Feeling the Recession
Recession became a very palpable, feeling, breathing concept in India, when bank after large bank began to take a tumble in the United States. I honestly believe the situation in the US is a making of their own doing, of unfair, unethical and shortsighted trade practices adopted by the companies there, all for a quick buck.
Companies in the US chose to get greedy without considering or accepting the ‘people’ element, which is so central to any business. So the people of the US were sold a dream and when their dream collapsed, so did the company and economy. I watched on with a morbid sense of satisfaction as the predicted happened in the US. But then the effects began to reach us here in India
First we began to read about how large companies were sacking people because they could not afford to pay them. The companies weren’t getting projects thanks to the American recession. Then the situation reached my doorstep, my company. Friends I knew were getting sacked. My days have changed to constant worry that I could be heading towards the same situation as my friends. The thought of unemployment has filled lakhs of us with dread.
I looked around my office and I see the same worry and concern in the eyes of my colleagues, I hear the whispers, the plans. CVs being sent around, and uploaded to job sites.
Should I leave when I can, should I wait, the company may pull through, but then again, what if it doesn’t. Should I take a lower offer, should I choose even an obscure company, would I be letting my company down by leaving? Are some of the issues that fill my mind.
We see all the company heads meeting and trying to figure things out, even while people keep being called, first those who were low on work, then those on contract basis, and put on notice or simply shown the door. Many of my friends were told they weren’t good enough, inefficient or that there was no work for them. I could do little; we who stayed on could do little, as we watched their eyes well up, the anger boil through, the despair and sometimes disgust. I could do little, as their confidence took a beating, I could do little to assuage their pain. I would come home to pray, I still do, that I be safe.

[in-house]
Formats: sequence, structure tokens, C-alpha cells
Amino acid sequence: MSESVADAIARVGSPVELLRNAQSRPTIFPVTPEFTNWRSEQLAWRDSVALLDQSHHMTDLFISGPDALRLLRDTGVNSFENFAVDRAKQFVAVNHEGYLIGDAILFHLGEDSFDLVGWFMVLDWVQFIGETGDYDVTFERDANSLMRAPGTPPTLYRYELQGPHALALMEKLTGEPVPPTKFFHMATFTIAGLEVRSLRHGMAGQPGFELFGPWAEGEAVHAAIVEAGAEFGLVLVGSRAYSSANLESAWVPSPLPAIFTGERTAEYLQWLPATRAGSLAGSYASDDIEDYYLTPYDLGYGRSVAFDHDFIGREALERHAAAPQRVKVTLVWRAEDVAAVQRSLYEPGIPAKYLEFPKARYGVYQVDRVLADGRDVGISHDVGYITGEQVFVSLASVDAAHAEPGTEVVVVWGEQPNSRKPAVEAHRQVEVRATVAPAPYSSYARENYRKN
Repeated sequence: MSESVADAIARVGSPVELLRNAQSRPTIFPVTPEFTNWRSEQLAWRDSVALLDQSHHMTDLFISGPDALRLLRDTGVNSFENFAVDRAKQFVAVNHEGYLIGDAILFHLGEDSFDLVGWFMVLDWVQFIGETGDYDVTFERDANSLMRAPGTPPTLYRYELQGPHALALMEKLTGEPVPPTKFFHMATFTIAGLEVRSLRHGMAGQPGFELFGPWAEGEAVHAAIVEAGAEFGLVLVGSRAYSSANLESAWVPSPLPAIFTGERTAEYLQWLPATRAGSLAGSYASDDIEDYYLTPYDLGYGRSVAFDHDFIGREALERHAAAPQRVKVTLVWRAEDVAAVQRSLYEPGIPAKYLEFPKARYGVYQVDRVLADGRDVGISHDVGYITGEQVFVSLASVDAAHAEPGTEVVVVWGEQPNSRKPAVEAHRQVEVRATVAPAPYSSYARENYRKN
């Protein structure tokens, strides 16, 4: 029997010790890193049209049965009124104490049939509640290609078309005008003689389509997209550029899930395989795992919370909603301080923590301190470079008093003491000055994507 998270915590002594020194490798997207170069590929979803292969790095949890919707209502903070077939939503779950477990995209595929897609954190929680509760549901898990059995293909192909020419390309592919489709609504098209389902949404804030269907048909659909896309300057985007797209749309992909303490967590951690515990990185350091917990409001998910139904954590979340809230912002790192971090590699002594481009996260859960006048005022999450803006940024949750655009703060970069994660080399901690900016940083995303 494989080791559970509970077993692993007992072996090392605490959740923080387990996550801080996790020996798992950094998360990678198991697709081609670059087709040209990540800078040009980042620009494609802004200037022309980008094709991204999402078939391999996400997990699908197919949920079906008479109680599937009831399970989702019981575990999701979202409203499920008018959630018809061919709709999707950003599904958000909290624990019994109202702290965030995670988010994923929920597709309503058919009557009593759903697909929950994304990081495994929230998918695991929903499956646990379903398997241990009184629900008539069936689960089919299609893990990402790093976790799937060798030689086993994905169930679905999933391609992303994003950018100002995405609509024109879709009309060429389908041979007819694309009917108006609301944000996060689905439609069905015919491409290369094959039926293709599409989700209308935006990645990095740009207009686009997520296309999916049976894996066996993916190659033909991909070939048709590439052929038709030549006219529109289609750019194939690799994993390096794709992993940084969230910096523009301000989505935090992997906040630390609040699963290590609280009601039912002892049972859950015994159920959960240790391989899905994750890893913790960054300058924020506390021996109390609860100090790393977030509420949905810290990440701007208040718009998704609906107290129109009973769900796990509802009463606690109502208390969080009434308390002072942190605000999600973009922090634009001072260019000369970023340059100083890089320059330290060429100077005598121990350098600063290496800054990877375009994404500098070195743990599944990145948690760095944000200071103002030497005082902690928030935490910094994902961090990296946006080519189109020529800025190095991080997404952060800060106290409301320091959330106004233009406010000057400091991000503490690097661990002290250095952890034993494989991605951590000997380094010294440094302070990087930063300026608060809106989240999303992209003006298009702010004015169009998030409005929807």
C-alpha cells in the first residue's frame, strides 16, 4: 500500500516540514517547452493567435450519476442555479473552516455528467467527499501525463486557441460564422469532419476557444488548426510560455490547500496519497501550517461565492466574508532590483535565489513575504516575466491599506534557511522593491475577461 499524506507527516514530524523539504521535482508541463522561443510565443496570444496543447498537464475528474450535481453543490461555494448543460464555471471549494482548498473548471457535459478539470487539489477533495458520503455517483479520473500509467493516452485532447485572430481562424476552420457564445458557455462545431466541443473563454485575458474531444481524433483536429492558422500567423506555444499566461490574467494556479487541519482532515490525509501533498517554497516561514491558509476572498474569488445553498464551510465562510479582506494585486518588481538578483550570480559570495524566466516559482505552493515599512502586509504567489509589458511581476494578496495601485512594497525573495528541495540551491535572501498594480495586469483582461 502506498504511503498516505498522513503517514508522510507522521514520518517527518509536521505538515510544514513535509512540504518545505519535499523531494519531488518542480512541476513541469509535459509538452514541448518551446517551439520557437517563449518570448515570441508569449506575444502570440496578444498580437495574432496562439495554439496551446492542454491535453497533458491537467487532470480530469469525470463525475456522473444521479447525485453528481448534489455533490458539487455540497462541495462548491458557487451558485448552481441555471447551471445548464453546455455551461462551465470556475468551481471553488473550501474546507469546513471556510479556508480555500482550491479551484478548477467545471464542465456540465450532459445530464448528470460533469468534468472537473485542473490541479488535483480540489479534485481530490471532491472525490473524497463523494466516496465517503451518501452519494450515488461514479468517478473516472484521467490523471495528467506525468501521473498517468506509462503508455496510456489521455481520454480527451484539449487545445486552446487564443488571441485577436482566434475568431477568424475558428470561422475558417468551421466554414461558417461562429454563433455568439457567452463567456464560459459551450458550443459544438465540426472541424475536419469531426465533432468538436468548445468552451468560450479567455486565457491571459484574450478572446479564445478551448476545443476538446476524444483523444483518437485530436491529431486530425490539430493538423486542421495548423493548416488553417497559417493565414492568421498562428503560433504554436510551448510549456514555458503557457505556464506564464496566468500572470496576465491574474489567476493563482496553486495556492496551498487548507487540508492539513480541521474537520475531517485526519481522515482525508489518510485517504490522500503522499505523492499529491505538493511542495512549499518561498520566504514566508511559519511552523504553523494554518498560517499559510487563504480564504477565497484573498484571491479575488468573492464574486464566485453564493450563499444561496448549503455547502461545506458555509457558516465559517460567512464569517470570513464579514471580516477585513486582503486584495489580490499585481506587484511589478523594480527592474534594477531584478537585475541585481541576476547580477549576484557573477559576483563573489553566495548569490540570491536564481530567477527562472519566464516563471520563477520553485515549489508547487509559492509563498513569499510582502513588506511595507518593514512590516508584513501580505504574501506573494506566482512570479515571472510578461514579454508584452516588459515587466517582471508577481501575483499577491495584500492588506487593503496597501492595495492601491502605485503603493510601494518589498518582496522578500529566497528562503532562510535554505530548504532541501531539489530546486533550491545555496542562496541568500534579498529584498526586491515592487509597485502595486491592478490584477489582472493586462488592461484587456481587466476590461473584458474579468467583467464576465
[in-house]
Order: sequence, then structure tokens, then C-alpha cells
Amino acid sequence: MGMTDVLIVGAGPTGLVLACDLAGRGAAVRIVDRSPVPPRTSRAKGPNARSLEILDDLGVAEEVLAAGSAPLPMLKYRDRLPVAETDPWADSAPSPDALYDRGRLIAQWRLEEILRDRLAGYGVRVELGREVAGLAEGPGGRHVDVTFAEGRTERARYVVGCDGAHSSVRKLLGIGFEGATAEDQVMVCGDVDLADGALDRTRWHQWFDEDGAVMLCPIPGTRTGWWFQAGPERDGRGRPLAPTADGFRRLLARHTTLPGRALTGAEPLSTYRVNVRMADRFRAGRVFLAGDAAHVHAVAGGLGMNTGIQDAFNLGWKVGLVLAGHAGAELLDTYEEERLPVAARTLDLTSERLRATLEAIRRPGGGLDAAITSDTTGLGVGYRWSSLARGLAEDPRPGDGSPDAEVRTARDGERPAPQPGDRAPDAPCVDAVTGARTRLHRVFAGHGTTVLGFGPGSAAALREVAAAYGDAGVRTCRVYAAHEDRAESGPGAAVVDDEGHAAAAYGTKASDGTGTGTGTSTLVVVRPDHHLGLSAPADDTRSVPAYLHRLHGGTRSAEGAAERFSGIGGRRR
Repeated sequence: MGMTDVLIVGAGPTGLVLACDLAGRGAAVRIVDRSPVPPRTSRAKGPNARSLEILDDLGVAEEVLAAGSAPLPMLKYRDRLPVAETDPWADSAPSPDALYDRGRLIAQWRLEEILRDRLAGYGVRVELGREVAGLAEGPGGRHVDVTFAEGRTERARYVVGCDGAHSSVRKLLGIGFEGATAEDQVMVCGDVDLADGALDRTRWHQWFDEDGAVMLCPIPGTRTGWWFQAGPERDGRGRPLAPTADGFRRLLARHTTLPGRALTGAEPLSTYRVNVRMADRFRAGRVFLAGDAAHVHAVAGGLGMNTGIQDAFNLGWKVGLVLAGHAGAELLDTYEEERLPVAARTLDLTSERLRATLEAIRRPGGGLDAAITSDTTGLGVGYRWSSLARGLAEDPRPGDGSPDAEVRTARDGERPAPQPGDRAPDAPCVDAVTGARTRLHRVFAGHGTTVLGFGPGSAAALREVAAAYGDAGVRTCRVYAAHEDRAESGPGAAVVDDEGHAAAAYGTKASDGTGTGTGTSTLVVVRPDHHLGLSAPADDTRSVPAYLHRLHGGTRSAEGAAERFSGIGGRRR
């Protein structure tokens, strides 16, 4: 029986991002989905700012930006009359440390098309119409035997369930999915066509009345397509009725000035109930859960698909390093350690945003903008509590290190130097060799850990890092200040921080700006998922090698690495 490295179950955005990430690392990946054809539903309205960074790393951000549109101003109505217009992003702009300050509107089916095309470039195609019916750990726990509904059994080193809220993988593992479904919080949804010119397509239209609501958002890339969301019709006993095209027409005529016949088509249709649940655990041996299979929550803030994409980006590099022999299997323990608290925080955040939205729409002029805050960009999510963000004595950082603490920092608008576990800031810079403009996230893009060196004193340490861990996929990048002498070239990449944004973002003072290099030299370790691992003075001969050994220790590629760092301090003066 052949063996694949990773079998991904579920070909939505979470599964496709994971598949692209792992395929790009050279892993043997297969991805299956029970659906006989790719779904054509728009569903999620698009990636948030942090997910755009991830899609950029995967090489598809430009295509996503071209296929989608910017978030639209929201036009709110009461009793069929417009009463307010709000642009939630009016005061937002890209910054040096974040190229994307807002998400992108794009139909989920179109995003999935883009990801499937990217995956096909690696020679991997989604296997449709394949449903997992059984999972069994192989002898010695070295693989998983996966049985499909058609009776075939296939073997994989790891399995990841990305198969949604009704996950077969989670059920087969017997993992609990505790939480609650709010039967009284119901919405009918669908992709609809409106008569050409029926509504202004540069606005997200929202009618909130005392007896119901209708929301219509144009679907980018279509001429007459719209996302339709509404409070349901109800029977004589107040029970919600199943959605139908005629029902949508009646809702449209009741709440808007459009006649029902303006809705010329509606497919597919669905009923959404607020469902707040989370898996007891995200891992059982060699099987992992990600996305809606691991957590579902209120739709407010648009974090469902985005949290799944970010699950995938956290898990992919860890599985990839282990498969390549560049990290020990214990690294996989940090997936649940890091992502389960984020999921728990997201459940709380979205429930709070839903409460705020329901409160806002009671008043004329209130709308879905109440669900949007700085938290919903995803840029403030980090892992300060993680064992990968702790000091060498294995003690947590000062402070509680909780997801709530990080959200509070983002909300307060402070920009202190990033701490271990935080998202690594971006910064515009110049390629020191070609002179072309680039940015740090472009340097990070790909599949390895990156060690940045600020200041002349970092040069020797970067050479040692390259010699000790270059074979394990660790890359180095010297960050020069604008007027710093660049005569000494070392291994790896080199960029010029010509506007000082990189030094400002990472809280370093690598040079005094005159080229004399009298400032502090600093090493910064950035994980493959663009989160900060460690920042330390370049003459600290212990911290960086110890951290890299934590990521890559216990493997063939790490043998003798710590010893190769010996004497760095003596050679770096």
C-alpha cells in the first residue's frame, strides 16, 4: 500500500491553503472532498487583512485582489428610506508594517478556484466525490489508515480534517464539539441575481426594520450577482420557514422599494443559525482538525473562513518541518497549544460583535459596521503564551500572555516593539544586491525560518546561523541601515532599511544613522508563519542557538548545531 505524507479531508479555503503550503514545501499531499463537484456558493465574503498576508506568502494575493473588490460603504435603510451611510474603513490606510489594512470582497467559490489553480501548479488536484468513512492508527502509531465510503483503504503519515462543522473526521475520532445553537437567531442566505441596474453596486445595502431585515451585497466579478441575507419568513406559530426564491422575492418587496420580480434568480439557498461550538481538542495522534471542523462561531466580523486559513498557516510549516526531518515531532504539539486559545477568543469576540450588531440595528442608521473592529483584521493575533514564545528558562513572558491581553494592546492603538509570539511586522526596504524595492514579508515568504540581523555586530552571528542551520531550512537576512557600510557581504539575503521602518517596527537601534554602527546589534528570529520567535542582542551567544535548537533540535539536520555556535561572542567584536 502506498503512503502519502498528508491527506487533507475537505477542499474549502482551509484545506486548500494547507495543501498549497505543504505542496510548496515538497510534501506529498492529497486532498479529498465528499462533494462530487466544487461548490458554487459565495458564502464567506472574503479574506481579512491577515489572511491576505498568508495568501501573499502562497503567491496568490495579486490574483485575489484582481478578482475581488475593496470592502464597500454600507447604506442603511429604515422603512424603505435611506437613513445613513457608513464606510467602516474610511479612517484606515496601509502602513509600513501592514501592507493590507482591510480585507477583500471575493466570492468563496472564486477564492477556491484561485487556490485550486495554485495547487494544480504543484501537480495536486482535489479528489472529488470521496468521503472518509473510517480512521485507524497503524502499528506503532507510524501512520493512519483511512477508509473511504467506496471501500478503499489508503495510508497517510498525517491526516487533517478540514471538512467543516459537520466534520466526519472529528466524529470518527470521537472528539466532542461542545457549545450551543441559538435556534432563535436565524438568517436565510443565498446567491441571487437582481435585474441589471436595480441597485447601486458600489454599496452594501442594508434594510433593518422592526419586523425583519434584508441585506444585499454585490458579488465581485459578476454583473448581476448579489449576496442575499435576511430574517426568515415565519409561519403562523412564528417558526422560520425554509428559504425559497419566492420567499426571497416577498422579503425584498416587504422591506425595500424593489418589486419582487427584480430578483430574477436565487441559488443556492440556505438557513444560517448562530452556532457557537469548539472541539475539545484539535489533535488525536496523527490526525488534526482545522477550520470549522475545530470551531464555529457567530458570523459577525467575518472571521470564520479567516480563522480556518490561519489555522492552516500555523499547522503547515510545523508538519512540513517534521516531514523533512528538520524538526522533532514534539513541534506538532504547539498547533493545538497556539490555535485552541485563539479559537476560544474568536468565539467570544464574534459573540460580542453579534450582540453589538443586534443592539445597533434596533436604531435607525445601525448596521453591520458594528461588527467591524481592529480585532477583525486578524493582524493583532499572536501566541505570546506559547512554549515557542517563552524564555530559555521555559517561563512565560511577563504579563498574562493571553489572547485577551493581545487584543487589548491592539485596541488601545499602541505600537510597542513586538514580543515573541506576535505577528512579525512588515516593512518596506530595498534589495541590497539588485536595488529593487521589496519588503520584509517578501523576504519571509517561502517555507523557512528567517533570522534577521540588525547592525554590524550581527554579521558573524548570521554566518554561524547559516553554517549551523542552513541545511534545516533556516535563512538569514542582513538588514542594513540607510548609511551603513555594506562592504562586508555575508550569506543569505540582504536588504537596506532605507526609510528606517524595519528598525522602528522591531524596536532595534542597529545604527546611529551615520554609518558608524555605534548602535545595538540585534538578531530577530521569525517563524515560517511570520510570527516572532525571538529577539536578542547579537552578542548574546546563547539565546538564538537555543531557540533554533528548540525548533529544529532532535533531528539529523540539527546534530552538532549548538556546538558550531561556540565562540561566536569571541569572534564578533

As my heart is filled with dread and sleep eludes me, my close friends try to fill me with hope and positivity, and when I return home each day after a hard days work I mentally tick off yet another day. It’s a small victory that I got through yet another day without being put on notice. Sometimes I feel so like an alcoholic or drug addict whose motto for sobriety is ‘one day at a time’. ‘One day at a time’ is also a hymn, if you Google for it you will find the words, and they’ve so apt for this situation.
When I look around I find a large number of my colleagues require their jobs for the salary, to fulfill their personal commitments. Most of these people are middle class and lower middle class, and they have people who depend on their salary. The fear that follows them and me is that we just can’t take a break in our salaries. Like me a lot of my colleagues come from other places than Bangalore and we need to support ourselves here, or people need to pay of the EMI on their educational loan, housing loan or medical loan.
Working in an alien city, away from our family is stressful enough. Then the expectations at work are also high. People are expected to spend a minimum of nine hours at work. Most spend more because in the best of time we are loaded with work and delivery schedules are determined by the manager. With the economic uncertainty, lakhs of people have been put under further stress. Our stress is further heightened as large Indian companies like Satyam now begin to collapse and there is yet another flush of unemployed labour into the already saturated market.
As I look back at my journey from a quiet, stress free life in a village of Goa to the cities of first, Delhi, and now Bangalore, I cant help but conclude that even though the money out here is good (especially if you know how to use it wisely and this does not include shopping), the price we pay to earn it, in terms of the high level of stress and the effect that it has on our body’s, virtually maxes out the gain.
The only advantage of this entire recession-retrenchment crisis is that it has brought the hoards of working people, more young than old, to their knees before god. Suddenly, we have begun to realize that no matter how hard we work or how much time we spend at the office; our jobs are all in danger, not because our work is not good enough, but because the company just can’t afford to pay us.